14 Nov. Rainy. 1835.

The bus swings violently
I sway,
clutching the bars tightly
raindrops stain the windows
they are tenacious
and cling on
The vehicle trudges on, jerks
I balance my dripping umbrella
between my knees

Almost everyday, I get on this bus and for an hour and a half, I’m at the mercy of the driver as he leads this machine from West to East, racing against the setting sun, or his schedule. I hear they have specific timings to adhere to. I try to recall how today’s driver looks like. Nothing comes to mind, except that he’s male. Chinese, I think. I guess I was more concerned with trying to maintain my balance on wet heels, my bag slung in front of me, hands holding a dripping umbrella.
Suddenly I panic a little, and wonder if I should know how he looks like. My life is in his hands, afterall, for the next ninety minutes.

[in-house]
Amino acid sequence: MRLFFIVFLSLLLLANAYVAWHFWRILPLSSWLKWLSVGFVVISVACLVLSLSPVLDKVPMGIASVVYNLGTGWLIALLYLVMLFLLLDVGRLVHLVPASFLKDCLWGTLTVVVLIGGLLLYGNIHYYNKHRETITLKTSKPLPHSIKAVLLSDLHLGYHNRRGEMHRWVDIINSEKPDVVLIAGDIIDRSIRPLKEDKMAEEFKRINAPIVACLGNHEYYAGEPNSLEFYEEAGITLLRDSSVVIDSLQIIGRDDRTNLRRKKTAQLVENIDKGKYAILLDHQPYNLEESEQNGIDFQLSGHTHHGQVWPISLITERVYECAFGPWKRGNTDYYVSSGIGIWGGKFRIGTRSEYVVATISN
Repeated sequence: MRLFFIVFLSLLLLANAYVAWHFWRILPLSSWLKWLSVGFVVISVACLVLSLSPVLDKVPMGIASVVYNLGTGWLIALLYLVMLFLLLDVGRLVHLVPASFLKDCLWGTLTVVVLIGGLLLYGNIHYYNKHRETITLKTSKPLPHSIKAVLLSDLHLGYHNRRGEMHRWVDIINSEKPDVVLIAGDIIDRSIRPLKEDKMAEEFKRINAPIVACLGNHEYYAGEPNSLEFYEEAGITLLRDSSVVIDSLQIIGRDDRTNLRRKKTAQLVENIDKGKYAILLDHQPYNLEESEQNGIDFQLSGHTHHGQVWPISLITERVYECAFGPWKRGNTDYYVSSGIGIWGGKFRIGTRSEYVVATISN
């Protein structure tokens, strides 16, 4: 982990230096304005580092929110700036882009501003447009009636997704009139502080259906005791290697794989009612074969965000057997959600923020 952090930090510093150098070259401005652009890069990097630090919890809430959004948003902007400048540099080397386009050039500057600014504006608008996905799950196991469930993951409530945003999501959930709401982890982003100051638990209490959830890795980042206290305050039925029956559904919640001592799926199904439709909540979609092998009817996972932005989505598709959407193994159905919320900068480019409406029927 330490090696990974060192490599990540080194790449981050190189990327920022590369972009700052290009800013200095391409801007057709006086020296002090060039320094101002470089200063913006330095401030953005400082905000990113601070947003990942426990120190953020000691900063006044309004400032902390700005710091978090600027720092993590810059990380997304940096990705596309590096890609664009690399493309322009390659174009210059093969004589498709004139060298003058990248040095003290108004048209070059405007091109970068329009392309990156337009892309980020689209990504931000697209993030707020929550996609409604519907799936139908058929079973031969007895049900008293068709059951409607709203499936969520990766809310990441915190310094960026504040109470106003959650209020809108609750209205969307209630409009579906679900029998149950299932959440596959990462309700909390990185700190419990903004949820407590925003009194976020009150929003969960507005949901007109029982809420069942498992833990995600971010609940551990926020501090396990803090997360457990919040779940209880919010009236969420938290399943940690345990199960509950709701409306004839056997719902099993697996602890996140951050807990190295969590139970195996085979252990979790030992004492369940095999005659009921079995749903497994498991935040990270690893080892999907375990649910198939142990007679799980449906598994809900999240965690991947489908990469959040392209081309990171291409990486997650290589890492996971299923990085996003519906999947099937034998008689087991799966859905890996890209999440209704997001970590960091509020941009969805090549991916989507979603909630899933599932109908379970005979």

Round red splotches smudge the front windows.
Back lights.
All lined up along the highway.
The bus inches forward.
Above the hum of the engine,
I hear snatches of conversations

Two men are speaking in Mandarin
Their accents aren’t local
I catch some words
Both are dressed in simple striped polo t-shirts and trainers.

Someone’s laptop bag hits my arm. My tricep, to be exact.
He doesn’t stop
I’m sure I’ve done it before as well

What do people think of in a traffic jam? The LCD clock above the PSA gantry reads 1855
I have taken half an hour to get from Alexandra to Shenton Way.

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